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Publication numberUS4606594 A
Publication typeGrant
Application numberUS 06/725,695
Publication dateAug 19, 1986
Filing dateApr 22, 1985
Priority dateApr 22, 1985
Fee statusLapsed
Publication number06725695, 725695, US 4606594 A, US 4606594A, US-A-4606594, US4606594 A, US4606594A
InventorsDimitry G. Grabbe, Iosif Korsunsky
Original AssigneeAmp Incorporated
Export CitationBiBTeX, EndNote, RefMan
External Links: USPTO, USPTO Assignment, Espacenet
ZIF connector with wipe
US 4606594 A
Abstract
A LIF or ZIF connector having improved contact wiping is disclosed herein. Briefly stated, a connector having contacts therein is provided with the contacts moving into or out of engagement with traces disposed on a daughter board. At the time of, or immediately after engagement of the contacts of the connector with the traces on the daughter board, a wiping cam causes the daughter board to be moved with respect to the contacts thereby causing a wiping action between the traces and the contacts.
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Claims(5)
What is claimed is:
1. A multicontact electrical connector of the type comprising an insulating housing having a channel extending into one surface thereof for reception of edge portions of a substrate, the substrate having oppositely facing major surfaces and having terminal traces on the major surfaces adjacent to the edge portions thereof, contact terminals in the housing on each side of the channel, each terminal having a contact surface for engagement with a terminal trace, a rotatable camming rod extending through the housing and a cam follower in the housing which is moved towards and away from the one surface of the housing upon rotation of the camming rod in opposite directions, the cam follower being in engagement with the terminals and being effective to control movement of the contact surfaces towards and away from the channel upon rotation of the camming rod, the connector being characterized in that:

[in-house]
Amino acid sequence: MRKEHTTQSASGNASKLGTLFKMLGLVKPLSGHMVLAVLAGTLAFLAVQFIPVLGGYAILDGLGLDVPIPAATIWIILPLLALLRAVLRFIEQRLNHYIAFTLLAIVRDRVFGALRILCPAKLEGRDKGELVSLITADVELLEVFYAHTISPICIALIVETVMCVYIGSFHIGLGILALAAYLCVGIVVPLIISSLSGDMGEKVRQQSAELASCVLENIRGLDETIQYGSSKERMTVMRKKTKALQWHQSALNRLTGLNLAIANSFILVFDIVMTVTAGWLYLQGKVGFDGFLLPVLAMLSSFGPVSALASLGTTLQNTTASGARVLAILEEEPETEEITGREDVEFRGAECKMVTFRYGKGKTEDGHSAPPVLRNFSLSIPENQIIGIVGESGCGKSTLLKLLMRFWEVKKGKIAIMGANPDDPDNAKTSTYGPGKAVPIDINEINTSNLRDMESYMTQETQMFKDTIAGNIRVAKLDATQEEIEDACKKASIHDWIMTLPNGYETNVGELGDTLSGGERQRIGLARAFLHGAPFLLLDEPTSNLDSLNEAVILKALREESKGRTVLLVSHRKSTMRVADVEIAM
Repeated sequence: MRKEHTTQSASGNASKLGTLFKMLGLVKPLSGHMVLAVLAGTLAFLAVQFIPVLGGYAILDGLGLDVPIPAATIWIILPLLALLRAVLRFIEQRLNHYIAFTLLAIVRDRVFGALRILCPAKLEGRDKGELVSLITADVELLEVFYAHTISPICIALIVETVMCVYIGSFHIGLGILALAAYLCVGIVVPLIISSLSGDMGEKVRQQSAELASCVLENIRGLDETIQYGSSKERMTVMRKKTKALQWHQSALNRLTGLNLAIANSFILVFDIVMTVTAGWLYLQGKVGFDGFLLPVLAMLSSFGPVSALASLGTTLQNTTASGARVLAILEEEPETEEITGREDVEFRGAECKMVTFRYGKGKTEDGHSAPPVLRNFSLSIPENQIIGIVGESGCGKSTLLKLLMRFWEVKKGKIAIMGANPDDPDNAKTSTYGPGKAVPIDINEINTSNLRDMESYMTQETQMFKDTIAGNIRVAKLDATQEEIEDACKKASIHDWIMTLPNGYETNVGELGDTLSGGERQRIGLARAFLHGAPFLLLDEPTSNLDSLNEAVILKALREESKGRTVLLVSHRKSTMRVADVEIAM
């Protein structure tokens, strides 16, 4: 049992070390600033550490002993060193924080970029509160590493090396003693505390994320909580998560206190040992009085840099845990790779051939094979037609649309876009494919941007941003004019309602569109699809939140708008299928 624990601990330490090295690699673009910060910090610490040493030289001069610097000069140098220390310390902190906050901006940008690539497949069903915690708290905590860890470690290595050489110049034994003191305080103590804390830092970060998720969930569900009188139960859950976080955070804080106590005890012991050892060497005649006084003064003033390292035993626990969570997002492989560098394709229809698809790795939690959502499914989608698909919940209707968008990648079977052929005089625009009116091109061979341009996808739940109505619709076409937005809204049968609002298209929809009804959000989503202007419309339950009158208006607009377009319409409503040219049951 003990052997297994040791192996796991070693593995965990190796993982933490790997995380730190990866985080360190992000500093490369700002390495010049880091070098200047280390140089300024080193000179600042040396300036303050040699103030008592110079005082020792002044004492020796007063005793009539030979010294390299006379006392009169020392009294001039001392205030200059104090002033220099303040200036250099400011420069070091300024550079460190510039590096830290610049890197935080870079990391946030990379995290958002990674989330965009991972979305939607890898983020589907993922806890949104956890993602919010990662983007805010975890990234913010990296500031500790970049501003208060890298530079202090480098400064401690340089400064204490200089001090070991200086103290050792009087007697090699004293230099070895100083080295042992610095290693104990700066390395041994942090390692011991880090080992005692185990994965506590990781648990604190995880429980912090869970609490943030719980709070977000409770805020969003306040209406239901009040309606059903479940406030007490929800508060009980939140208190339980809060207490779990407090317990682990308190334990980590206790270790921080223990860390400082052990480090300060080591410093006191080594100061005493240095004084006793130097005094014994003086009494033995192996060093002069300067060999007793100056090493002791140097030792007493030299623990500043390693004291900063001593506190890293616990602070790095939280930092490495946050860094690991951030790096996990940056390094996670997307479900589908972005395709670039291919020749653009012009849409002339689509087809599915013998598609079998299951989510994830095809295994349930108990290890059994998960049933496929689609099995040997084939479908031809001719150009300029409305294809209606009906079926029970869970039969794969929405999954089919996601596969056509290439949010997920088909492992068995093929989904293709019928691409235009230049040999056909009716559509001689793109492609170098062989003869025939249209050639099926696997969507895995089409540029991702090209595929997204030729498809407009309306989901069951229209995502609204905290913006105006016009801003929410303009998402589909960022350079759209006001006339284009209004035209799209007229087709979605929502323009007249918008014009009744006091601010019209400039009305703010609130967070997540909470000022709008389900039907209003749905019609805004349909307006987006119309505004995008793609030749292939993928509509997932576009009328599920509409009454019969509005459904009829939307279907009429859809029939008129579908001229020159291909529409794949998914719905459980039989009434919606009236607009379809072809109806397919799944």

a wiping camming means is provided for moving the substrate in its own plane relative to the contact surfaces on a substrate positioned in the channel thereby to wipe the contact surfaces relatively over the terminal traces and ensure clean contact surfaces on the terminal traces and the contact surfaces, the wiping camming means comprising at least one cam lobe on the camming rod which is engageable with the one edge of the substrate.
2. An electrical connector as set forth in claim 1 characterized in that a plurality of cam lobes are provided on the camming rod at spaced-apart locations.
3. An electrical connector as set forth in claim 2 characterized in that each wiping cam lobe has a dwell portion and a rise portion, the dwell portion being in engagement with the one edge of the substrate during initial rotary movement of the camming rod and the rise portion being in engagement with the one edge during a final portion of the rotary movement of the camming rod.
4. An electrical connector as set forth in claim 3 characterized in that each wiping cam lobe comprises a plate-like member having an opening therein, the camming rod extending through the opening.